Independence Day has passed with the usual celebrations and festivities. Mountain highways were packed with natives and tourists heading to the many cool Rocky Mountain retreats. We all live in such a beautiful state and it behooves us to become familiar with so many unique attractions across the entire state.
July 4th is special for me, growing up on a very rural ranch in far Northwest Colorado. A place described in John Rolfe Burroughs’ book, “Where the Old West Stayed Young.”
I was born into a pioneer ranching family, with five uncles who were all cowboys, following in the footsteps of their father, Patrick Sweeney. He was an Irish immigrant from County Cork who arrived in America in 1865 and homesteaded in the Axial Basin west of Craig. He and his later arrival immigrant wife Mary, “proved-up” on their 160-acre homestead. Later they were fortunate to purchase a larger ranch 10 miles away along the Yampa River with abundant water and natural hay fields. The ranch was located along a wagon route from Wyoming, thru Meeker, to Rifle, where the first interstate train route was located.
The boys chased and roped wild horses that were the main source for transportation and ranch work. Larger “Perchen” teams were used for the heavy wagon hauling of lumber from nearby forests and hauling loads of summer hay.
As a tot, I would greet the hay crews in the summer as they wiped the blood off of the work horses’ bodies from the massive number of mosquitos that thrived and swarmed along the river and cattail slews and irrigation ditches. The mosquitos were a terrible pest and swarmed around ranch workers who irrigated the fields. Early pioneers had devised a water irrigation system of ditches devised from building a tunnel flowing large amounts of precious water to the hay meadows. The hay was harvested to feed the cattle through the long subzero winters and deep snow found in N.W. Colorado. My father always had a team of horses and a sled to plow through the deep snow to feed the rugged Hereford cattle. They could withstand the cold if they could receive the hay and have the ice cut from the river for drinking water.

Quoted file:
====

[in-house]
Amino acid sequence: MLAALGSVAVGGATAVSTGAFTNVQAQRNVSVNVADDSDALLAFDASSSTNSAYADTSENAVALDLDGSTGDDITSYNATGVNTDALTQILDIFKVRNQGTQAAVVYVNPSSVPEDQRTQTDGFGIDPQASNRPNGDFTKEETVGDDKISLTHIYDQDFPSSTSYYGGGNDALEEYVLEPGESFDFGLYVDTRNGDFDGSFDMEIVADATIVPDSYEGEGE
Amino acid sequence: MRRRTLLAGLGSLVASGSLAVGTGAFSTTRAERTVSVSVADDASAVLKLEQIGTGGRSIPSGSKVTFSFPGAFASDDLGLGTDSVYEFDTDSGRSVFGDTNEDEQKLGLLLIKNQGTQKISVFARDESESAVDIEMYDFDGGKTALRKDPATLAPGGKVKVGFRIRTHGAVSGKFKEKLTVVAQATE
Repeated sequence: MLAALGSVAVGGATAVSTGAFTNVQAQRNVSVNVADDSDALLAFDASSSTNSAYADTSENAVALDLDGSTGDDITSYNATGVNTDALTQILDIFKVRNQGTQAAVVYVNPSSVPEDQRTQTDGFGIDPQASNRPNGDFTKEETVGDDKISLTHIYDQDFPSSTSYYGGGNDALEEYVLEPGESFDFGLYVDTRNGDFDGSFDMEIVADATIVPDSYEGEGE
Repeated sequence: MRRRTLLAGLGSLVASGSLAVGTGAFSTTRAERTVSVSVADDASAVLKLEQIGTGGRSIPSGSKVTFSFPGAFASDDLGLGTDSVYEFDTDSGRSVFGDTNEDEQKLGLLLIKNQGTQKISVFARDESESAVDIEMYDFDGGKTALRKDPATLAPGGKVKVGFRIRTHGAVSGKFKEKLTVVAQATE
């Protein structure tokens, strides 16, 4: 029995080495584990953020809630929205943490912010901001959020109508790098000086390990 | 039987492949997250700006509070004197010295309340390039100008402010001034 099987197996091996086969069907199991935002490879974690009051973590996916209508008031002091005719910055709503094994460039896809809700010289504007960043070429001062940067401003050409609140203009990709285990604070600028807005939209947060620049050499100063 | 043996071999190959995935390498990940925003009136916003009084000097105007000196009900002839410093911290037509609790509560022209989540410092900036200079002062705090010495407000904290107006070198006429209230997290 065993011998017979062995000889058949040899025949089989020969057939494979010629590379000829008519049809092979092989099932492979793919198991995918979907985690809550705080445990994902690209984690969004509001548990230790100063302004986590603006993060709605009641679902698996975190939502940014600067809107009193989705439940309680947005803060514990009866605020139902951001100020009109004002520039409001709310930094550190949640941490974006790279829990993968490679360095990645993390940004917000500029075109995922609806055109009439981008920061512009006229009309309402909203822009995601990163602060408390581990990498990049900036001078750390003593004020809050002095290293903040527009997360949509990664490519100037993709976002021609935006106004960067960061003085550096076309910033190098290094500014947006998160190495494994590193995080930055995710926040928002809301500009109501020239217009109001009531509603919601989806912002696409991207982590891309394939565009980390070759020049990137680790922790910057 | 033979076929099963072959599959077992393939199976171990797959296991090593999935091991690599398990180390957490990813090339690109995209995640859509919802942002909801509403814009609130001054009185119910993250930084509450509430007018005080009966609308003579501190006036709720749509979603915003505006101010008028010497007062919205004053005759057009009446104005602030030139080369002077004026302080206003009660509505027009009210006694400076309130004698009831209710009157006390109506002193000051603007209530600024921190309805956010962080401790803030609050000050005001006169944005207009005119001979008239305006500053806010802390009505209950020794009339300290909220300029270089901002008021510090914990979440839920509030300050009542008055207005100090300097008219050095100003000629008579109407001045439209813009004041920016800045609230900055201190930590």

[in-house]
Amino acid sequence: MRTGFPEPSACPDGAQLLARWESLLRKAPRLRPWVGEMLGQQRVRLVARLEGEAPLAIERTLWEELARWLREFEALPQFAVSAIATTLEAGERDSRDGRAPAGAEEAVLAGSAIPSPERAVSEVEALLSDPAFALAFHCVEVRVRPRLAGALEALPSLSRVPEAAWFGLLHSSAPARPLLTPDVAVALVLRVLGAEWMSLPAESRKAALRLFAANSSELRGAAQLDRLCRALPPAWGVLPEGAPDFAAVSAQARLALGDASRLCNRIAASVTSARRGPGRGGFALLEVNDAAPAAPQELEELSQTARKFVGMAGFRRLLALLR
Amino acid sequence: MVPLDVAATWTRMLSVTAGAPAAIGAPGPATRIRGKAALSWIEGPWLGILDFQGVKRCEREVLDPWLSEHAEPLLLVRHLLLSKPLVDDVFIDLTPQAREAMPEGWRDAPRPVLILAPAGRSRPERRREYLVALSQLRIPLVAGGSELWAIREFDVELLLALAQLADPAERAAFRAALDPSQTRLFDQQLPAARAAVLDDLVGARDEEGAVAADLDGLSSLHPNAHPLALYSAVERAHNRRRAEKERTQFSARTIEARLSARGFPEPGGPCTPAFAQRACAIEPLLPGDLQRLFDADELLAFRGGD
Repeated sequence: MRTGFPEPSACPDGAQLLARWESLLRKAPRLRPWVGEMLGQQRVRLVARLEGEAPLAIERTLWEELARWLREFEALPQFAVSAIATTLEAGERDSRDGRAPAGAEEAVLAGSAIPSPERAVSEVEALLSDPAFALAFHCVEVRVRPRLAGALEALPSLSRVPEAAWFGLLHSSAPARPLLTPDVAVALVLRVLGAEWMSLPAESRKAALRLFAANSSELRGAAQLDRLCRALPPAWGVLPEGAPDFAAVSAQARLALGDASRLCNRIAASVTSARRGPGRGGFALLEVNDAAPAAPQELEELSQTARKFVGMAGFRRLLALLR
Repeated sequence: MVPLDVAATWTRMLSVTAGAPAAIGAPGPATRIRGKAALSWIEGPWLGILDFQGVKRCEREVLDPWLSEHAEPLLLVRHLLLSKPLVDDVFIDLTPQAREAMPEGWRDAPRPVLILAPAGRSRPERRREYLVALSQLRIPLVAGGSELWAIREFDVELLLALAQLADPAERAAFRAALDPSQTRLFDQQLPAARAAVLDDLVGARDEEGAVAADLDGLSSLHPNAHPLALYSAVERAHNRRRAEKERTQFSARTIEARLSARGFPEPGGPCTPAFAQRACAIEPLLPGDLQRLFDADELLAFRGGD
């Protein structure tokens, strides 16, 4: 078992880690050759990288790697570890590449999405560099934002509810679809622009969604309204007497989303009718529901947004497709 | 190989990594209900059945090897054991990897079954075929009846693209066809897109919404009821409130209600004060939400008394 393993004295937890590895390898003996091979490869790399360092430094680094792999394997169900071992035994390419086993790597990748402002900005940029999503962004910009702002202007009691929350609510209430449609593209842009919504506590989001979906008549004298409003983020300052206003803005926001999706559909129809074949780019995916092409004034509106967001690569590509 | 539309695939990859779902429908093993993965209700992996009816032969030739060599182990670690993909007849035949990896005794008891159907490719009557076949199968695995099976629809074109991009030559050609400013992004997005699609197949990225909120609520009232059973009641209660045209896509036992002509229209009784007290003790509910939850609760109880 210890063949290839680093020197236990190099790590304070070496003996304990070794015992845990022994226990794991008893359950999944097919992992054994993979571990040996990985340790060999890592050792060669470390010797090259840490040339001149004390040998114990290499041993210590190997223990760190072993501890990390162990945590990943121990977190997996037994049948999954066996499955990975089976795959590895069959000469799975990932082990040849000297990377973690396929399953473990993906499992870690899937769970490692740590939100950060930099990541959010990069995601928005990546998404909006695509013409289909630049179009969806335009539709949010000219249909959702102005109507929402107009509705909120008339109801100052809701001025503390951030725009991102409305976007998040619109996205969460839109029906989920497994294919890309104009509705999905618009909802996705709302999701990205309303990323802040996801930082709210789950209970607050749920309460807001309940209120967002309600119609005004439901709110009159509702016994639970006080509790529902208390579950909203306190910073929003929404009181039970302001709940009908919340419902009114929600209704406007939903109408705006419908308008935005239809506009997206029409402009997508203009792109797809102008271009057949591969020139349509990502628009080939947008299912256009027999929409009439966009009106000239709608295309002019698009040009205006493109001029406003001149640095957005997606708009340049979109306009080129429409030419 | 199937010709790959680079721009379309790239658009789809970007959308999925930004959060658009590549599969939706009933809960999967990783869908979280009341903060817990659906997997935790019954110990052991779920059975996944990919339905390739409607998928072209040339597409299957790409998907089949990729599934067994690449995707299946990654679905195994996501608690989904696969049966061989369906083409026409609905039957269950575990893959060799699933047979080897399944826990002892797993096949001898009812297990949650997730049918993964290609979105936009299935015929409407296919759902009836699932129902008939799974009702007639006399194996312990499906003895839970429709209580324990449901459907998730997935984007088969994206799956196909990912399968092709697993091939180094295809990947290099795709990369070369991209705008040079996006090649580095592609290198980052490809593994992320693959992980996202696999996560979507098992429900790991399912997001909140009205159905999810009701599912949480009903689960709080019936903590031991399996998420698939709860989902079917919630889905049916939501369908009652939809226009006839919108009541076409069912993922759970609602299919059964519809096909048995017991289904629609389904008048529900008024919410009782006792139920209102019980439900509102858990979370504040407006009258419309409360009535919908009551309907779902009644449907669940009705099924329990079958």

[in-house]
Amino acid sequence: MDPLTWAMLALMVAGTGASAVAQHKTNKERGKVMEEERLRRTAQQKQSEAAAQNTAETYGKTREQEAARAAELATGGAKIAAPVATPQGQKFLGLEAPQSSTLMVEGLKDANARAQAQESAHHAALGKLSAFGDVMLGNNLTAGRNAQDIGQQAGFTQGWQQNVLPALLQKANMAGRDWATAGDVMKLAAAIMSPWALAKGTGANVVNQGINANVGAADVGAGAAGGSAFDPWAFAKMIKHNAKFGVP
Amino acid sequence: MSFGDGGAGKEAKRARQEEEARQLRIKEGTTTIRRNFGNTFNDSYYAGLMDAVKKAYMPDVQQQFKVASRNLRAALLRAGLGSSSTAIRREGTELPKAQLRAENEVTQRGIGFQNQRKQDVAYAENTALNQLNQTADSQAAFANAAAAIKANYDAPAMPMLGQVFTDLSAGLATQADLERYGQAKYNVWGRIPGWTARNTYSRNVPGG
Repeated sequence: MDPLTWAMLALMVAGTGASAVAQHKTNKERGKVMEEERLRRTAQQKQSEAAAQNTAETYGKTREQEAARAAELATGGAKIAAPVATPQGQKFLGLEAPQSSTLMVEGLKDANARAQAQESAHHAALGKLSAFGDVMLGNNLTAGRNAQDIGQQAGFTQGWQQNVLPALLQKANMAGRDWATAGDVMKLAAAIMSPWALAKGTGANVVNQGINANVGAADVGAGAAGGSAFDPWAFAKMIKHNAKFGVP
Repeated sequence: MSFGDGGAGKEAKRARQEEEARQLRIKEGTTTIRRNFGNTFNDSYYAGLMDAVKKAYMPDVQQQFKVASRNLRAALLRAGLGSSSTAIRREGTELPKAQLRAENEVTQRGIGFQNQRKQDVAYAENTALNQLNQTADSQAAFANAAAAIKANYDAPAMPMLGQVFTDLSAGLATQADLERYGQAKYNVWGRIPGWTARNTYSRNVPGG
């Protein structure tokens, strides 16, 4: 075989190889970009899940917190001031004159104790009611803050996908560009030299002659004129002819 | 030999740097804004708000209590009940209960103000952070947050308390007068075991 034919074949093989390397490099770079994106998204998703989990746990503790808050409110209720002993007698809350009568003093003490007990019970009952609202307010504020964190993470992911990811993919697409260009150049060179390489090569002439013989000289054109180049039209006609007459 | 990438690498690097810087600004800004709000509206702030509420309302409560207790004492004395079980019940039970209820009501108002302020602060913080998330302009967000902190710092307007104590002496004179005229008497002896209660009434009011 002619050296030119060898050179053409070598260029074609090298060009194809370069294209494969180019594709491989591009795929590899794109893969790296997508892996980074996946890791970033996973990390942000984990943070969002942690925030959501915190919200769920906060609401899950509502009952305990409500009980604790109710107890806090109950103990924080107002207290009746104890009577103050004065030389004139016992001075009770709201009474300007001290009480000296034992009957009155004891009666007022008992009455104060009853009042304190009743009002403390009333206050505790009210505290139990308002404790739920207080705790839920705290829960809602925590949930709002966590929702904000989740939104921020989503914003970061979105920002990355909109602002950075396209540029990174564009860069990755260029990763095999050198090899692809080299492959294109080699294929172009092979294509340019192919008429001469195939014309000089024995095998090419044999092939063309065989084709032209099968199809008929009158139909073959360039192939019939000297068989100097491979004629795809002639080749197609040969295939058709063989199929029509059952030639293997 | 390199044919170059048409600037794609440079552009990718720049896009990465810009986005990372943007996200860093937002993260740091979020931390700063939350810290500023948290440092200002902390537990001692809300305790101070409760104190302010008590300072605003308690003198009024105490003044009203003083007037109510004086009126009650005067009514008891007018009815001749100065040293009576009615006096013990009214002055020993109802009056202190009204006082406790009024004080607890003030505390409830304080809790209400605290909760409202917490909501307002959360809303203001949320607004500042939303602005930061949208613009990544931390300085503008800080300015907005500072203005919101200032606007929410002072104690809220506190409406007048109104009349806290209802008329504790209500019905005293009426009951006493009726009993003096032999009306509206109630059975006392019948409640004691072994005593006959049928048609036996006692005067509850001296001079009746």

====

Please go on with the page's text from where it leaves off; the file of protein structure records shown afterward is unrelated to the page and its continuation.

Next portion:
My grandfather Patrick, who lived to be 100 years old, arrived in New York City when the city was draped in black in 1865 for the assassination of president Abraham Lincoln. He worked his way west driving teams of horses building railroads, eventually homesteading for the free government land Homestead Act. I have a copy of his original homestead somewhere in my boxes of family documents. He passed away in the 1930s so I never met him or Mary.
My cowboy father married the Maybell schoolteacher who was raised in Leadville and graduated from Greeley Teacher’s College. She received a teaching certificate and took her first job in 1916 as the sole teacher in Maybell, Colorado, 30 miles west of Craig where she taught all grade levels through the 8th grade to local ranch boys and girls. My father had just returned from World War l and swept the school marm off her feet. The five brothers loved to dance and would ride miles on horseback to attend dances and ride all night to return home. The river ranch was about 15 miles to the tiny Maybell community that had a dance hall. I learned at an early age that a horse can trot all day, but tires if galloped.
Four of the brothers married, one remained a bachelor, never leaving the home ranch. The Irish clan flourished and had large herds of cattle and horses. As a brother would marry the family would purchase another area ranch, eventually owning thousands of acres of land and large herds of livestock.
TO BE CONTINUED.